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zimbabwe capital turns to solar streetlights to cut costs, crime: trfn
Thomson Reuters Foundation-
Big cities around the world are fighting crime, and Harare in Zimbabwe is no exception.
Naison Gumpo, a journalism student studying in the capital, knows this very well.
\"I was robbed in the central business district and lost my jacket, wallet and passport.
A long time ago, I stopped walking in the city center at night, \"said gumbo, recalling a familiar story in the city of more than 3 million people.
With street lights that regularly cut off, \"the streets of Harare have become shelters for robberies, and even those who drive are not safe,\" he said . \".
According to the website that monitors the crime in Harare, in January 2015, only more than 20% of the city\'s residents said it felt safe to walk alone at night.
But the city\'s ambitious urban lighting program can provide relief for many residents.
Harare City Council is installing solar energy
Electric street lights will illuminate the central business district at night and plans to expand the project to other parts of the city.
The country is increasingly turning to solar energy to meet energy needs, and the government wants to build billions-
If you can find the investment you need, the dollar solar plant is spread all over the country.
According to Harare municipal officials, solar street lights will reduce electricity bills and save the city about $200,000 a month.
The $15 million solar street lamp project is a project that works with a company in Zambia.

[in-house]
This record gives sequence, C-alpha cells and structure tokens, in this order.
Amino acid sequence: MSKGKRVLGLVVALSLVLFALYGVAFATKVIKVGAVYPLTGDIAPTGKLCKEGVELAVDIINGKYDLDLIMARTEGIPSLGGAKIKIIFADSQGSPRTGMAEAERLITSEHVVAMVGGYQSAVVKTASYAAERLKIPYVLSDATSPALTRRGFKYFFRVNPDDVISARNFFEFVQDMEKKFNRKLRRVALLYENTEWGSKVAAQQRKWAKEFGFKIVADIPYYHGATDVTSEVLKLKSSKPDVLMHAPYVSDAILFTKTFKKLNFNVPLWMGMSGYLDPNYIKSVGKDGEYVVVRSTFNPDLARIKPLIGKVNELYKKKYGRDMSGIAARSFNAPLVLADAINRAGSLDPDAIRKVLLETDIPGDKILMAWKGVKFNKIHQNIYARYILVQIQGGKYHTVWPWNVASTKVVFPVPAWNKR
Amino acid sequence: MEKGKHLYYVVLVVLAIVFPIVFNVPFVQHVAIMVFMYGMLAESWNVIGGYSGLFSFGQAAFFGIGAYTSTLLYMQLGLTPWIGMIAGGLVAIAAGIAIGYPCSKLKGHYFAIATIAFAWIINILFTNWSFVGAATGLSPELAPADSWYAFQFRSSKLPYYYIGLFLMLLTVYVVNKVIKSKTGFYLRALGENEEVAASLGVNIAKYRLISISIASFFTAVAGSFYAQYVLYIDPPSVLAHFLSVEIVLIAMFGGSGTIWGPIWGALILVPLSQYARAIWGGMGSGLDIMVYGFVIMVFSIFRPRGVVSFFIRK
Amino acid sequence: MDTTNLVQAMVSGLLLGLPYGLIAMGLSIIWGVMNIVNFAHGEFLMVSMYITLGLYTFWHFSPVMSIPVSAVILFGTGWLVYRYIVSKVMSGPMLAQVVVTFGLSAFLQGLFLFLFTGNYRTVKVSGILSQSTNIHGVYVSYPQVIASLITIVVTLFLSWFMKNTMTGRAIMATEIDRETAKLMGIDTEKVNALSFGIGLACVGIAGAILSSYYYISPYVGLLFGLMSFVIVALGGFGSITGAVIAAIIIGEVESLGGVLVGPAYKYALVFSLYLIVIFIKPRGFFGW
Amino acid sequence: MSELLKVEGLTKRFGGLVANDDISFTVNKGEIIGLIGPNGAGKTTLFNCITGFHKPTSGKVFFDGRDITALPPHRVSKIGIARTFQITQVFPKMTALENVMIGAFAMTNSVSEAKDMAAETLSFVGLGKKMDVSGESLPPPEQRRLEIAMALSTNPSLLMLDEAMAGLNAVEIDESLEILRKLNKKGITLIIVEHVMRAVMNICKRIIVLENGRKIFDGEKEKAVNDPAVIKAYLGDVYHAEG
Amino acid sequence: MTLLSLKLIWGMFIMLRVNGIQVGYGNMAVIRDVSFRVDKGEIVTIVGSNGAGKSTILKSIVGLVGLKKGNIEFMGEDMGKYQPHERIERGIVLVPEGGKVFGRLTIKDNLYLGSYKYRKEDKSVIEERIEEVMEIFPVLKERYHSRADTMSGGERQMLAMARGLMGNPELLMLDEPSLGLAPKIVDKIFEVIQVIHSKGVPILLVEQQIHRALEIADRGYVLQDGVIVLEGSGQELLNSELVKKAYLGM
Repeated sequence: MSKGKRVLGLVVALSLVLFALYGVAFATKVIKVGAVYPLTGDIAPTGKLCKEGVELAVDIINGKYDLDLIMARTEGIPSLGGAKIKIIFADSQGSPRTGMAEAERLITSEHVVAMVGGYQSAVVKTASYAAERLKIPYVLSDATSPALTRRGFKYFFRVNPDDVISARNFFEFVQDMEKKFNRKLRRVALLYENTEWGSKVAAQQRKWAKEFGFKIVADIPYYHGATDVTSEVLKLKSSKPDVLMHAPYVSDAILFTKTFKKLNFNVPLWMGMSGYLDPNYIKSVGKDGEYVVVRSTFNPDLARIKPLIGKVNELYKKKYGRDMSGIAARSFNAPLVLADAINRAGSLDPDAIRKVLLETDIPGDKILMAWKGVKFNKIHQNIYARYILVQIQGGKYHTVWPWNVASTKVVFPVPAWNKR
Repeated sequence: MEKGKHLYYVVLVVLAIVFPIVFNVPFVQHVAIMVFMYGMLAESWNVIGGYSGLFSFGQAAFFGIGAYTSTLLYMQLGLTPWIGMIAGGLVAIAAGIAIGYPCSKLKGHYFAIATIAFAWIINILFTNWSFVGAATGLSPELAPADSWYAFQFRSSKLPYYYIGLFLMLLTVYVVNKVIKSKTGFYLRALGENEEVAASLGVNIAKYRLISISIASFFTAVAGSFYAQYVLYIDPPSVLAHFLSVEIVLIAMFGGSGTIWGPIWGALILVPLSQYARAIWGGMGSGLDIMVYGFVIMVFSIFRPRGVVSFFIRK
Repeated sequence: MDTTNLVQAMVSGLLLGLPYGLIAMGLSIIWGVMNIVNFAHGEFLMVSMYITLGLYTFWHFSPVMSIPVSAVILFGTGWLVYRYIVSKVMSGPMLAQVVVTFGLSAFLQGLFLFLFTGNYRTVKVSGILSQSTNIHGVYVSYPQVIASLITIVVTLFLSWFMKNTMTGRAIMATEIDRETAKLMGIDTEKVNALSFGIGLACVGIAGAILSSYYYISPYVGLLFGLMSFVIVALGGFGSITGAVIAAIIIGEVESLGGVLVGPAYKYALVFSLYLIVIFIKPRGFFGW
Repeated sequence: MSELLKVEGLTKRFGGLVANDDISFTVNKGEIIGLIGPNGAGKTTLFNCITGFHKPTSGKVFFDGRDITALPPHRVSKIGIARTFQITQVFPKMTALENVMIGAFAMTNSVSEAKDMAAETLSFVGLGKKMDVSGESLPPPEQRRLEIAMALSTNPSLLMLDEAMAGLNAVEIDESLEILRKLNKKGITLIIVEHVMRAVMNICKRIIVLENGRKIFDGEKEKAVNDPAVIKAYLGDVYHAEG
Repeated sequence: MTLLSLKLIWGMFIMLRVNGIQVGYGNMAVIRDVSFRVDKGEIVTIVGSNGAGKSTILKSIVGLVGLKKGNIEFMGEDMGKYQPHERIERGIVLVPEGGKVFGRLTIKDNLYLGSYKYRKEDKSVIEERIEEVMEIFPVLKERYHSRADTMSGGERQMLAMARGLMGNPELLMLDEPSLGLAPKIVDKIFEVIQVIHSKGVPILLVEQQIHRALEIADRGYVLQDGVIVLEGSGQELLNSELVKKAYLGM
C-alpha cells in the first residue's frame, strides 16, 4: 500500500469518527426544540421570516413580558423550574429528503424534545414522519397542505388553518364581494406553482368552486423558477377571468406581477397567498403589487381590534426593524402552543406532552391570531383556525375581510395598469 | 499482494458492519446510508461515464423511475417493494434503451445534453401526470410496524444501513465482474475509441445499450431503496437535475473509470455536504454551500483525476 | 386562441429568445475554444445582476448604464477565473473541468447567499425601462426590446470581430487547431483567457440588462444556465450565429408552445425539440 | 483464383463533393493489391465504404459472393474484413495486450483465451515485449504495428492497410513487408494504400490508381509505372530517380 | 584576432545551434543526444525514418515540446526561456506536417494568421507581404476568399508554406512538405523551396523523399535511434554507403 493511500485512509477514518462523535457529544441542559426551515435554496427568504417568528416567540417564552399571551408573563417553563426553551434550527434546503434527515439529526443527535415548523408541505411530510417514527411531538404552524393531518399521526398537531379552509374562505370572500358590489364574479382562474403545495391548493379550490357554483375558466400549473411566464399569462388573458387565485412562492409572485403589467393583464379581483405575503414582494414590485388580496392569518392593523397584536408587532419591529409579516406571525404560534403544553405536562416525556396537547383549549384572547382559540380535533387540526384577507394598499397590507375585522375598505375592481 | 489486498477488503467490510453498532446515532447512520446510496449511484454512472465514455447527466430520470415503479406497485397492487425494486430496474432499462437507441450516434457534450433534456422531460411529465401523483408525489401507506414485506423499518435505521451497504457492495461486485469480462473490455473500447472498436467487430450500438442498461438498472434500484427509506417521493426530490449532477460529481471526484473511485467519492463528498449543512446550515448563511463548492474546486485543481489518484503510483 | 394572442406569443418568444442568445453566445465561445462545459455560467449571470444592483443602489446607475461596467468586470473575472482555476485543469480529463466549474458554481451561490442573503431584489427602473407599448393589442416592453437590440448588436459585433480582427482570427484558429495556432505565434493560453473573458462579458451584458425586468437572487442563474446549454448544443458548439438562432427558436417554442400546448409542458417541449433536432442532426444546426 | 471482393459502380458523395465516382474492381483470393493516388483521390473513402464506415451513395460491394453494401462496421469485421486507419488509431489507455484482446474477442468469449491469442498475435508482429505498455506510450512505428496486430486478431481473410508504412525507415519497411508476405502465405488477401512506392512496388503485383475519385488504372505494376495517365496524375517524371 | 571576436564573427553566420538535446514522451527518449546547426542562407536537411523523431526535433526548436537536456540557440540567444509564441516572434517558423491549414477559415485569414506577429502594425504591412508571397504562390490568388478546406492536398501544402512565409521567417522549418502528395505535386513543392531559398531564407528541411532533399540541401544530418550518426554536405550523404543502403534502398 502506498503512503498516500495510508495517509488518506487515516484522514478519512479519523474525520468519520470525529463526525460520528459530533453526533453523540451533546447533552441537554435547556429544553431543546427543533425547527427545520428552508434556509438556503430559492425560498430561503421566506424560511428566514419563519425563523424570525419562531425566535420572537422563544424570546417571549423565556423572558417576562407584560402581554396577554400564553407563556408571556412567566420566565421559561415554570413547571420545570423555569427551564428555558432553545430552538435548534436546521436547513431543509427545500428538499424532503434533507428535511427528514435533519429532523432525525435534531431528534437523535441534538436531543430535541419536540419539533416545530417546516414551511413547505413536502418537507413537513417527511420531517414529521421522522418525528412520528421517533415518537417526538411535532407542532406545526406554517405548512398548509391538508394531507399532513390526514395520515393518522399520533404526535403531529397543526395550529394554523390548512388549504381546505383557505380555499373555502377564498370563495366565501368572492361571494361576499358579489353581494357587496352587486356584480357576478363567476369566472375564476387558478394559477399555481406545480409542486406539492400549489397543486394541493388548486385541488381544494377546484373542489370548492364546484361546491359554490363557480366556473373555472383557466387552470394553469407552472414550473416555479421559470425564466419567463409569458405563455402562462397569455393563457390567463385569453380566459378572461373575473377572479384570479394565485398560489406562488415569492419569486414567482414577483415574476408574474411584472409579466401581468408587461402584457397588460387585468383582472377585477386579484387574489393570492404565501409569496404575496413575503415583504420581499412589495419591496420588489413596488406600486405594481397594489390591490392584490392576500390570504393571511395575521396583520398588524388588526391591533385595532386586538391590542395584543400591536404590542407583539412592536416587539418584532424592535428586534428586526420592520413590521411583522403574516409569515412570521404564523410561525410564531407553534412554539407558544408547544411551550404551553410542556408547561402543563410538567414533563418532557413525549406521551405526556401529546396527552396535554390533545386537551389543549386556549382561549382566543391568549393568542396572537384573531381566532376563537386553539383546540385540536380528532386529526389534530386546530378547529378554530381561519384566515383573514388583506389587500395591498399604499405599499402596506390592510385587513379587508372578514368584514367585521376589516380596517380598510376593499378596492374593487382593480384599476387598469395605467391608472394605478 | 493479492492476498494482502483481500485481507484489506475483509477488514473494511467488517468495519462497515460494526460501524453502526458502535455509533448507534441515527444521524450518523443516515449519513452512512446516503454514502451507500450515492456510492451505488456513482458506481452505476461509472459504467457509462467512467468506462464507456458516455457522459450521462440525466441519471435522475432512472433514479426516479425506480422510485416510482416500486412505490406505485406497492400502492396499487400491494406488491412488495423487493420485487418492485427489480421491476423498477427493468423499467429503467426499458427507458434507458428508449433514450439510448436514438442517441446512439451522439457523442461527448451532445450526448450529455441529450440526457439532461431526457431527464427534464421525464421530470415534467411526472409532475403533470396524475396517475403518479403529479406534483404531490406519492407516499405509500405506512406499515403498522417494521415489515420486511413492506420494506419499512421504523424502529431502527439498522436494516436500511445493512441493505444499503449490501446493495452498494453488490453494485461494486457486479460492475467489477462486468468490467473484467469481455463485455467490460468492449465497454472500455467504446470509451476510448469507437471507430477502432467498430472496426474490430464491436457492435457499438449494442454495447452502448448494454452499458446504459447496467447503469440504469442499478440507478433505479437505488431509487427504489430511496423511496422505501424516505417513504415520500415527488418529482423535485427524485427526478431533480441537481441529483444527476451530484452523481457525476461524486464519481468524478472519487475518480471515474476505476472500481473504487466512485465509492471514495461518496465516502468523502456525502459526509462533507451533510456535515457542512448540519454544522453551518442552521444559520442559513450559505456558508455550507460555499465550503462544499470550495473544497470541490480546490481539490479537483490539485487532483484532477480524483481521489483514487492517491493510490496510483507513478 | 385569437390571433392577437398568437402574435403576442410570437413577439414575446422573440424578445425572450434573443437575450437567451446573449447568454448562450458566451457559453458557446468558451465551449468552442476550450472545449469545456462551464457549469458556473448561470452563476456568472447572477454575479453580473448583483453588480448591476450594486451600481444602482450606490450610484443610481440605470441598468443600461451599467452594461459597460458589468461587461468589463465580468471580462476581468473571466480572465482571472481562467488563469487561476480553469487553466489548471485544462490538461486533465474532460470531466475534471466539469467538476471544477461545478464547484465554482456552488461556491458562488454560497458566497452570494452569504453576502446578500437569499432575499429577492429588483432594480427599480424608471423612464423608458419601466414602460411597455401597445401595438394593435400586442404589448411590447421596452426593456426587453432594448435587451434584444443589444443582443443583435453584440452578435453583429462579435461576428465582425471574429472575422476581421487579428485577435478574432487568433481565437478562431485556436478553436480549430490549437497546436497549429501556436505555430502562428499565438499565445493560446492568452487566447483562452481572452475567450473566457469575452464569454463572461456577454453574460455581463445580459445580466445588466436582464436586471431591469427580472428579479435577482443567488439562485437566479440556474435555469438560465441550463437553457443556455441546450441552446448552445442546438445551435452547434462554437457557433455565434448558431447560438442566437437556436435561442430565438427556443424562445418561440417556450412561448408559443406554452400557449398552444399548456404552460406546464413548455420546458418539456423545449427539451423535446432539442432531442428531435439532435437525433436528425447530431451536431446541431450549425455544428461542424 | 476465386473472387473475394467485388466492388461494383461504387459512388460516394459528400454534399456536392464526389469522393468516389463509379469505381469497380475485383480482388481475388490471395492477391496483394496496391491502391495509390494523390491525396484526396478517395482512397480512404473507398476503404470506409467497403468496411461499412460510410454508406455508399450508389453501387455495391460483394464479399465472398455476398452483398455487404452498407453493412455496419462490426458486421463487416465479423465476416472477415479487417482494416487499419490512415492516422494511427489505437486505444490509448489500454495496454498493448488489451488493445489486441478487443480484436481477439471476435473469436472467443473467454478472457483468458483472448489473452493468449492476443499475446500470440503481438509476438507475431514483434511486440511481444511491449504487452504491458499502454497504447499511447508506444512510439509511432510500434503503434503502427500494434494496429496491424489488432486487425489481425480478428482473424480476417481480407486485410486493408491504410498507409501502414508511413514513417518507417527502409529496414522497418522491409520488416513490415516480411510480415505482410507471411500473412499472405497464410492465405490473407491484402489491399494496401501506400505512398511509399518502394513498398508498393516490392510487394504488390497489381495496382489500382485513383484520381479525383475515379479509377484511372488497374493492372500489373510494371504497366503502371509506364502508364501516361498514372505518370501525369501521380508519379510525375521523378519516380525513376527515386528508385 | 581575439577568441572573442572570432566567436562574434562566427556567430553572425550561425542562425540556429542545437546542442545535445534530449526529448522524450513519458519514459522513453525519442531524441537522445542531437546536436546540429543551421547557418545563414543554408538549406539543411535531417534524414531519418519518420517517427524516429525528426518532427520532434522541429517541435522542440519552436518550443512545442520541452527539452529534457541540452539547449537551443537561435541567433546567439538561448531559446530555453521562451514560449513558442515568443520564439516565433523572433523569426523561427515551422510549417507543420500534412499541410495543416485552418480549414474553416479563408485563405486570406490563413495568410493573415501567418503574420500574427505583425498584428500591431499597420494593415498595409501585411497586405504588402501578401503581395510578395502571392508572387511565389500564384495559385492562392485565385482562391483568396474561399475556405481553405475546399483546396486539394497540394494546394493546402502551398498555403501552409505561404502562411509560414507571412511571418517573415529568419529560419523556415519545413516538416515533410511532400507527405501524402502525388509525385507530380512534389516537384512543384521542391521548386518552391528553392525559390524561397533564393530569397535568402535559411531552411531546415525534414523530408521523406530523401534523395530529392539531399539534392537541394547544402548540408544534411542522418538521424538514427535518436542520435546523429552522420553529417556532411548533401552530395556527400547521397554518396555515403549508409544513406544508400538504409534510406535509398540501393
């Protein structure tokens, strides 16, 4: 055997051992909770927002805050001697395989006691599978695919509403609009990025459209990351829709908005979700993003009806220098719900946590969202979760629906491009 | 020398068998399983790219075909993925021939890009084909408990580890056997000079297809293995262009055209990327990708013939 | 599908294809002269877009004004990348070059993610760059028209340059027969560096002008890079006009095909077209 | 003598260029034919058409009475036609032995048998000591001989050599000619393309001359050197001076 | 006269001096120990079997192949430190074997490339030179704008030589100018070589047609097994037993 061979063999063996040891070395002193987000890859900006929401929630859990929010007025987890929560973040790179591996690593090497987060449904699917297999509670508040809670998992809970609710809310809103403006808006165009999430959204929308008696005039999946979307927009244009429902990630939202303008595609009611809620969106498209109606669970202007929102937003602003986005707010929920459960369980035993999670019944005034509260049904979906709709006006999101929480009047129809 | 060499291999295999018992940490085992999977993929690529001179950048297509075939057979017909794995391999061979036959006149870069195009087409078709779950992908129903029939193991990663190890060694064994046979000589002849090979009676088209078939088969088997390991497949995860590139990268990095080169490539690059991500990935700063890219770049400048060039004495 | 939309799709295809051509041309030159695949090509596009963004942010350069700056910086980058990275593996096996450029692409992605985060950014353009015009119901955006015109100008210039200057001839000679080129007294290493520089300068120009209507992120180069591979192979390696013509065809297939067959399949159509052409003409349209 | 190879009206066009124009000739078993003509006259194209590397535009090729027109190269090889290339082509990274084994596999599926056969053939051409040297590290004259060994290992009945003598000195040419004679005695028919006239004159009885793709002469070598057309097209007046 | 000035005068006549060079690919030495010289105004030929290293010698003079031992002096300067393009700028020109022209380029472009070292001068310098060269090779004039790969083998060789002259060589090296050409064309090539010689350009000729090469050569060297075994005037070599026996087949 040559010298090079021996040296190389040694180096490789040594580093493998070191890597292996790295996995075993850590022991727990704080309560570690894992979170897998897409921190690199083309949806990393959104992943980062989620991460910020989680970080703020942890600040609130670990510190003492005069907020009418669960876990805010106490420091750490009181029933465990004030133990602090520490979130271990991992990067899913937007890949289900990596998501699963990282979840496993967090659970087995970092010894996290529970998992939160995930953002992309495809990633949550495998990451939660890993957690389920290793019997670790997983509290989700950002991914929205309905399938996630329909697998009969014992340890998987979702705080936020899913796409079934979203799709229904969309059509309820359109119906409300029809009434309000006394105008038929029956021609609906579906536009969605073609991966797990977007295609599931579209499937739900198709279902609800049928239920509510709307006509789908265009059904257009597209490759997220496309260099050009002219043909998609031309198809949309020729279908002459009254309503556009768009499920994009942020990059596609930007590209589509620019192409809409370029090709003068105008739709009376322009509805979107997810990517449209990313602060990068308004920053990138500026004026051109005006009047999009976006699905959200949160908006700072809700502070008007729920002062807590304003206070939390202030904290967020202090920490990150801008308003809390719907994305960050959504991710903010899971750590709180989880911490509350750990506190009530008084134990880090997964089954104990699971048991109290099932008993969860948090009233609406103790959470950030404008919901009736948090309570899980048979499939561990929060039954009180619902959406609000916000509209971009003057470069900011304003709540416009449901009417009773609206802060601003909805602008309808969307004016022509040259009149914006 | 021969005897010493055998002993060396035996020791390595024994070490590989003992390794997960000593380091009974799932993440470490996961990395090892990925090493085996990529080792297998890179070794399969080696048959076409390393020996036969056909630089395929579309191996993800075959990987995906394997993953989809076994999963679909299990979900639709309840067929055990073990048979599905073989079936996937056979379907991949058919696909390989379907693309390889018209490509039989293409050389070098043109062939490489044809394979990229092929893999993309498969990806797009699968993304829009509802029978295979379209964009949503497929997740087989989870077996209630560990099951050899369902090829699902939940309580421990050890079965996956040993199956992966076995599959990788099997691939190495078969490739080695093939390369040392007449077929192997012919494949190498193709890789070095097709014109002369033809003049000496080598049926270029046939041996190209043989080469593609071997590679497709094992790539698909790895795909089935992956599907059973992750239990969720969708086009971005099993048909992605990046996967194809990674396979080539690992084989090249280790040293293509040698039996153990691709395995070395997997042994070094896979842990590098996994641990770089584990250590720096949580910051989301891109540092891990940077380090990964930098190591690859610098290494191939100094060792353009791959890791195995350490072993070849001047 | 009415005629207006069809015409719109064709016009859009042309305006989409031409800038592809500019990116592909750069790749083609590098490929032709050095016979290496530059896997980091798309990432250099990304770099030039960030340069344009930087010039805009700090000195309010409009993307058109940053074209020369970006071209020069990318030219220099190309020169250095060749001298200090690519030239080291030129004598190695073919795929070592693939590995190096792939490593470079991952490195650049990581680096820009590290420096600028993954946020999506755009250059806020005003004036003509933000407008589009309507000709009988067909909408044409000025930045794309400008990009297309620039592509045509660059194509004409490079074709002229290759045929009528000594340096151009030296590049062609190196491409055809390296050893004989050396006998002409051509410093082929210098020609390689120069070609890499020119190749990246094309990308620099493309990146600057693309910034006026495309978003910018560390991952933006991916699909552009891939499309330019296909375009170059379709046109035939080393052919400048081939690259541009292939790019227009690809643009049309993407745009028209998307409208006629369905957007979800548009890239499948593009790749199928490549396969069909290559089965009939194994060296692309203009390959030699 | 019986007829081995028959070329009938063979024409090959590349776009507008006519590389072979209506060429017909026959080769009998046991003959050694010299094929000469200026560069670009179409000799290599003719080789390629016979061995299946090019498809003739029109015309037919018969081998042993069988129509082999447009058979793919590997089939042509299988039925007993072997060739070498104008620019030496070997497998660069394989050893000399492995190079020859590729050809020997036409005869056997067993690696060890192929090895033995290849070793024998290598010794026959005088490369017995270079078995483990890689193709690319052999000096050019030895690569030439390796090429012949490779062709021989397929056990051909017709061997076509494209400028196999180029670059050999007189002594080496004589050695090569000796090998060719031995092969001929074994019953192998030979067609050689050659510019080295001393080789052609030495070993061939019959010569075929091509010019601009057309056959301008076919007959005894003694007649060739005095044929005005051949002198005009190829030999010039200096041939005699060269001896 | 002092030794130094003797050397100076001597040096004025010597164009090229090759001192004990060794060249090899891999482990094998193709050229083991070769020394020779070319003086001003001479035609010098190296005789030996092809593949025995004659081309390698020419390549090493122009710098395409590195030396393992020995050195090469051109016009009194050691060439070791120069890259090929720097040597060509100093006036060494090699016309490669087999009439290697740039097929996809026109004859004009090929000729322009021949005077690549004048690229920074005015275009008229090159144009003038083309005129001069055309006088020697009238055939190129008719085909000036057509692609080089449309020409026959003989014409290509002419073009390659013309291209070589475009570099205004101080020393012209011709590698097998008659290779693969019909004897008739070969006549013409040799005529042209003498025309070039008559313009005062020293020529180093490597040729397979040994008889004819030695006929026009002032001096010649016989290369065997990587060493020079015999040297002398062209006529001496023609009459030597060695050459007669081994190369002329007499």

The first stage of rolling-
According to town staff Tendai Mahachi, out is located in the central business district and plans to expand the project to provide street lighting throughout the city.
Solar projects will also be developed in other cities, and Gweru, China\'s third-largest city, plans to install solar-
Electric street lights.
Michael Chideme, spokesman for Harare, told the Thomson Reuters Foundation that,
The annual project will install 4,000 solar street lamps in the city.
\"We started with the central business district and then we will move to other parts of the city,\" Chideme said . \".
Residents say the solar switch comes as the country continues to face a power outage that affects street lights and increases criminal opportunities in the dark of the streets at night.
However, the installation of solar energy has been put on hold in Harare --
The traffic lights were launched on the grounds of lack of funds.
Collins mabasso said: \"It makes sense to switch to solar energy because the sun is free and most cities fail to serve public facilities due to lack of funds, vendors selling fruit, candy and mobile phone prepaid cards in the central business district.
\"I work late and I know the darkness of these streets.
\"It\'s worse in villages and towns,\" he told Thomson Reuters Foundation . \".
The Ministry of Energy Development says expanding the use of solar energy will help ease China\'s long-term
On February, Meeco, an international company that worked with local players, announced that the government granted the company a plan to invest $0. 4 billion in the \"national project status\" of the solar plant, which means that Meeco will be exempt from tax while Zimbabwe-
Chinese companies are also planning to build a $1 billion solar plant in southwest China\'s Lupane.
However, people worry about the capital --
As the government strives to engage international partners and investors in these projects, intensive solar projects may be delayed. (
Reported by Madalitso Mwando;
Editor Laurie Goring)